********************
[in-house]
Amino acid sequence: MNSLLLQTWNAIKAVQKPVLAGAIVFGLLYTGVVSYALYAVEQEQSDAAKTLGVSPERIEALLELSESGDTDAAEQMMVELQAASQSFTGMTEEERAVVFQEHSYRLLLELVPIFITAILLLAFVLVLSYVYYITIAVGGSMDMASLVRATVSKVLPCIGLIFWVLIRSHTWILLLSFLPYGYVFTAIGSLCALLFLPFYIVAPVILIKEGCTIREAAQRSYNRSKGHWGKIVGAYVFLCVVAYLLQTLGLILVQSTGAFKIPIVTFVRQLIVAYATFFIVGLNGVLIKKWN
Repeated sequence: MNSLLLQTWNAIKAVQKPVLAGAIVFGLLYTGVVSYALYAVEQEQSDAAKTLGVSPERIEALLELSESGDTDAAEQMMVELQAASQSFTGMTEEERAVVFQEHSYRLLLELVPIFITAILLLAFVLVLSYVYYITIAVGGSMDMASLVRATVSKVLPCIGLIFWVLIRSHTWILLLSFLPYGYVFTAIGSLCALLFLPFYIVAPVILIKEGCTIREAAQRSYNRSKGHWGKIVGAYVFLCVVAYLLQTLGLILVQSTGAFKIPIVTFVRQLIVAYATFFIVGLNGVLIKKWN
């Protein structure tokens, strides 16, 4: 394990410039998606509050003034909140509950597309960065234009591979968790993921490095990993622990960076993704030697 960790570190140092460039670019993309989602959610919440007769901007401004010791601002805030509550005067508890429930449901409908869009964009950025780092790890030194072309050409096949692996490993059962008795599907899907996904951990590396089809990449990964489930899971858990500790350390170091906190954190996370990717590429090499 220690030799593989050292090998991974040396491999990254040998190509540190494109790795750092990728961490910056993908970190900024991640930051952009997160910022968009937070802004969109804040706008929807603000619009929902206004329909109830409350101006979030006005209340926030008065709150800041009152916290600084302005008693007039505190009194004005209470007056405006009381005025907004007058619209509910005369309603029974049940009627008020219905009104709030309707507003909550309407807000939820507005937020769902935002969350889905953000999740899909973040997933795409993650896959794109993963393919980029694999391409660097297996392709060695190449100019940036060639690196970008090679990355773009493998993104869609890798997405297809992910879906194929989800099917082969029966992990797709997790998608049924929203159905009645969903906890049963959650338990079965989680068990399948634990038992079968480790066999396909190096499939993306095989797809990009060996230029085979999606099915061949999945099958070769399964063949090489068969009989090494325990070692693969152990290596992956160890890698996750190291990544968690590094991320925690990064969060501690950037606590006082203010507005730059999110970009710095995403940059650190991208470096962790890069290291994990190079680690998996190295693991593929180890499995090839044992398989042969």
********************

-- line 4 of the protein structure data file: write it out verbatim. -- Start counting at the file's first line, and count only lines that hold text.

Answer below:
């Protein structure tokens, strides 16, 4: 394990410039998606509050003034909140509950597309960065234009591979968790993921490095990993622990960076993704030697 960790570190140092460039670019993309989602959610919440007769901007401004010791601002805030509550005067508890429930449901409908869009964009950025780092790890030194072309050409096949692996490993059962008795599907899907996904951990590396089809990449990964489930899971858990500790350390170091906190954190996370990717590429090499 220690030799593989050292090998991974040396491999990254040998190509540190494109790795750092990728961490910056993908970190900024991640930051952009997160910022968009937070802004969109804040706008929807603000619009929902206004329909109830409350101006979030006005209340926030008065709150800041009152916290600084302005008693007039505190009194004005209470007056405006009381005025907004007058619209509910005369309603029974049940009627008020219905009104709030309707507003909550309407807000939820507005937020769902935002969350889905953000999740899909973040997933795409993650896959794109993963393919980029694999391409660097297996392709060695190449100019940036060639690196970008090679990355773009493998993104869609890798997405297809992910879906194929989800099917082969029966992990797709997790998608049924929203159905009645969903906890049963959650338990079965989680068990399948634990038992079968480790066999396909190096499939993306095989797809990009060996230029085979999606099915061949999945099958070769399964063949090489068969009989090494325990070692693969152990290596992956160890890698996750190291990544968690590094991320925690990064969060501690950037606590006082203010507005730059999110970009710095995403940059650190991208470096962790890069290291994990190079680690998996190295693991593929180890499995090839044992398989042969």